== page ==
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Pregnancy and Kidney Disease

By HERWriter
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Pregnancy puts added strain on a woman's body. Kidney disease on top of pregnancy adds even more of a burden.

With mild kidney disease, pregnancy should be navigable, closely monitored by your doctors. Severe kidney disease can bring on serious complications however.

Pregnant women have higher blood pressure (hypertension), retain more fluid and have more toxins in the blood for the kidneys to contend with. For pregnant women with kidney disease this is magnified. And toxins in the blood may reach the baby causing havoc there.

High blood pressure can reduce the amount of blood getting to the placenta, so the baby's growth may be threatened. Unbridled high blood pressure can become preeclampsia (formerly known as toxemia). This can cause the mother to hemorrhage in her brain, kidneys or liver.

It can also result in early labor or miscarriage. About the only positive thing that can be said about preeclampsia is that it will resolve on its own within about 10 days after the birth.

As your pregnancy progresses, your risk of going for instance from mild to severe kidney disease gets higher. If you started with severe kidney disease you are at greater risk of entering kidney failure.

Your baby could end up being placed immediately into intensive care because of health issues. A baby born to a mother with kidney disease may be born prematurely, or it may be born with birth defects, or it may be stillborn.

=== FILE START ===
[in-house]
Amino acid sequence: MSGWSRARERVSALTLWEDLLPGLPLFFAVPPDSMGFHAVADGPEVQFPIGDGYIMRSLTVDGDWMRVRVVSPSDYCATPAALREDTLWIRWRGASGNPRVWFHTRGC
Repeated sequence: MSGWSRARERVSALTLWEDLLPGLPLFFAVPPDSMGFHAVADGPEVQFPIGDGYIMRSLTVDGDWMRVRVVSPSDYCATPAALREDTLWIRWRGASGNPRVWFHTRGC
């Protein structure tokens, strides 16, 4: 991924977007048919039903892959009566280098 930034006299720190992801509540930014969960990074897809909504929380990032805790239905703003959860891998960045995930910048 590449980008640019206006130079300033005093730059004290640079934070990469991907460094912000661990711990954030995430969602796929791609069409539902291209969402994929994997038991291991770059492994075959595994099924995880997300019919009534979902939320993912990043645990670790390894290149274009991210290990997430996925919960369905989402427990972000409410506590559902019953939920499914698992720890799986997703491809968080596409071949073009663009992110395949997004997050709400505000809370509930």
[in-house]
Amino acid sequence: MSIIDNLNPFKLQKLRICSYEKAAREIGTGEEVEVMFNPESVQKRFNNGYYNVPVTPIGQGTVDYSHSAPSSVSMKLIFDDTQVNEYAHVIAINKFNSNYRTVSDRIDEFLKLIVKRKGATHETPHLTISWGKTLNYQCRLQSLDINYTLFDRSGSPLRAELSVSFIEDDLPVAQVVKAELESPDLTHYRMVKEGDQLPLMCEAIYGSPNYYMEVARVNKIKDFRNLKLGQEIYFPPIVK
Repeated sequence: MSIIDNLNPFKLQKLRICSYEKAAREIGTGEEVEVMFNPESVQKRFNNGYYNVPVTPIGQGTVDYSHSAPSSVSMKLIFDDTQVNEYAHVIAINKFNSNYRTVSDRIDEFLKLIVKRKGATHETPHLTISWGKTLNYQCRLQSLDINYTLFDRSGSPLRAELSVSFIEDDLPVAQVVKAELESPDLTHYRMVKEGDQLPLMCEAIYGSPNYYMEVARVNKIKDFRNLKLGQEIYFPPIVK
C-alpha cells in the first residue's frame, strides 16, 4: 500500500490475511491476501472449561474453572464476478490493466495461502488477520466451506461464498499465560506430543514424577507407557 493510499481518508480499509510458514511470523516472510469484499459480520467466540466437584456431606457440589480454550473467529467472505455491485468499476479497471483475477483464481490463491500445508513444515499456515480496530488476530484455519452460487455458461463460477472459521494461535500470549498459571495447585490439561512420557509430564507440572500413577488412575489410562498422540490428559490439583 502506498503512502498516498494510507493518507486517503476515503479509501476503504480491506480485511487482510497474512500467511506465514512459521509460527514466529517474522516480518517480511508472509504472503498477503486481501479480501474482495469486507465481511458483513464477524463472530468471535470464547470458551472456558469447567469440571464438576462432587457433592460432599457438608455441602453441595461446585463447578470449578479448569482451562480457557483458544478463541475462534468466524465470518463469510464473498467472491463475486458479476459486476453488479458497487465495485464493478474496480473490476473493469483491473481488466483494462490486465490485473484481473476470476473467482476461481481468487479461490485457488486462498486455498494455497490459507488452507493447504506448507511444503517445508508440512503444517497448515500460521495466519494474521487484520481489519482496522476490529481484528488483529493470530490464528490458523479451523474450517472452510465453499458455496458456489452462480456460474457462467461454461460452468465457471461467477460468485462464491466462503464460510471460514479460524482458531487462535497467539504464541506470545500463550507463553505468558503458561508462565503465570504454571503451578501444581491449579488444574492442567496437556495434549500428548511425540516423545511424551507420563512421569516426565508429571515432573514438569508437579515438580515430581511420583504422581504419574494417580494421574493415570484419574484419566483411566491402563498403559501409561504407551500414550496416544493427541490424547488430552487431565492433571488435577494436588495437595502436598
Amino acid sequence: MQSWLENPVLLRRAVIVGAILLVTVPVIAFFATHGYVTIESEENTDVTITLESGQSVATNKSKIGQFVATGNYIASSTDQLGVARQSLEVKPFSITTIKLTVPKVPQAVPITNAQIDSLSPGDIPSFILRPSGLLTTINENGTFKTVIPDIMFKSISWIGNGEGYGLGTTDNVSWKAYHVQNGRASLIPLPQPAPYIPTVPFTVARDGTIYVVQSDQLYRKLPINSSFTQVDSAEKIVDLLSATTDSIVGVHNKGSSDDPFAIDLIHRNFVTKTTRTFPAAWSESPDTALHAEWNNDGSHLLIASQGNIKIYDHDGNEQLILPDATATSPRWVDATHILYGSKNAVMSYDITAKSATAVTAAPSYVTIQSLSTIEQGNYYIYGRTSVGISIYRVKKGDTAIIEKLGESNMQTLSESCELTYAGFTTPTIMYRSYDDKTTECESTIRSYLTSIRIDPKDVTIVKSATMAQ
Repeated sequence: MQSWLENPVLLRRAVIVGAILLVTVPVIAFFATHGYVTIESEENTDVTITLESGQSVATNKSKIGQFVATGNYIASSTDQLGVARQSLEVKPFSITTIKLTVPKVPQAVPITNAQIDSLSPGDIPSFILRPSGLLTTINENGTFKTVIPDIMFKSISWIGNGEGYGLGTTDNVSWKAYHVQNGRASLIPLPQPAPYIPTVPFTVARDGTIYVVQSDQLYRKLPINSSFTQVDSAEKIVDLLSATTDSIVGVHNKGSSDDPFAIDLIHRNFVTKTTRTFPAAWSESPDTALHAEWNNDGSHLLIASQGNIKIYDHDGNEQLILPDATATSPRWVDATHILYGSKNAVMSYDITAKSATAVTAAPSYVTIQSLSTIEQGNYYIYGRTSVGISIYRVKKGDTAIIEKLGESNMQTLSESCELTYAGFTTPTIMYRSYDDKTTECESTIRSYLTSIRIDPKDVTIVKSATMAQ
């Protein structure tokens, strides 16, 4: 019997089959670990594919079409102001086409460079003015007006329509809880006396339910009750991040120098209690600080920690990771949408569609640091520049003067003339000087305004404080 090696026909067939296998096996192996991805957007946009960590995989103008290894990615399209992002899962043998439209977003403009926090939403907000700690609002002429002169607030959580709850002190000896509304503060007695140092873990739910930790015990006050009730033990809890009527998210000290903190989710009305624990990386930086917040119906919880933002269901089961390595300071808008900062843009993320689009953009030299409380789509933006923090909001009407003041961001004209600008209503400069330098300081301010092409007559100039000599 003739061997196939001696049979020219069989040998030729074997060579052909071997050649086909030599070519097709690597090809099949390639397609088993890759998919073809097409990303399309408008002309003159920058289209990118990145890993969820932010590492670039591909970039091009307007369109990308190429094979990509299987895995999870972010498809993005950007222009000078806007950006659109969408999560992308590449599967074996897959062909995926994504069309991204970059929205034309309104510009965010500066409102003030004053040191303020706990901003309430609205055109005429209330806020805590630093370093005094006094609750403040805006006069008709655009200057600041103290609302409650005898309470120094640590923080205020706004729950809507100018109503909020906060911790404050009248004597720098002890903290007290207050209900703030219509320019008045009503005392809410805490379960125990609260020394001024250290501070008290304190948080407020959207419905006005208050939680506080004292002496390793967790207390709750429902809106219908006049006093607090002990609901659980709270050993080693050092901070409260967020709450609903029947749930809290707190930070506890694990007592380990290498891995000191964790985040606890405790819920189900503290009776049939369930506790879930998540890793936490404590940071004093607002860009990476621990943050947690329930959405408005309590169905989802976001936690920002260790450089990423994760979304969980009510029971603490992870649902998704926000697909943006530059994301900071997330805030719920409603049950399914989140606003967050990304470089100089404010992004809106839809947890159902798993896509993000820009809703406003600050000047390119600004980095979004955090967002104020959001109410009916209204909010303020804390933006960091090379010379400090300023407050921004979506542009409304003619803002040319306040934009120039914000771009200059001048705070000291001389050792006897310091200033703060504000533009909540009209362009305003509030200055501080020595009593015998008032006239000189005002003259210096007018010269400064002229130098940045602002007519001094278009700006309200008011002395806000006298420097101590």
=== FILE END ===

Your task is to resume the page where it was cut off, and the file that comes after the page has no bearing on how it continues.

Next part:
It's not that easy to become pregnant while dealing with kidney disease. Women with kidney disease are less likely to conceive due to irregular periods and hormone levels.

If you are not already pregnant and have even mild kidney disease, it is wise to wait to conceive till the disease is well managed. If things have deteriorated into severe kidney disease, then it would be best to wait to conceive till after you are receiving dialysis or a transplant, whichever is your treatment plan. Transplants should not be performed on a pregnant woman.

If you're already pregnant, don't despair or assume that the worst will happen. This just means you have a serious job to do and it will take serious work.

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We value and respect our HERWriters' experiences, but everyone is different. Many of our writers are speaking from personal experience, and what's worked for them may not work for you. Their articles are not a substitute for medical advice, although we hope you can gain knowledge from their insight.


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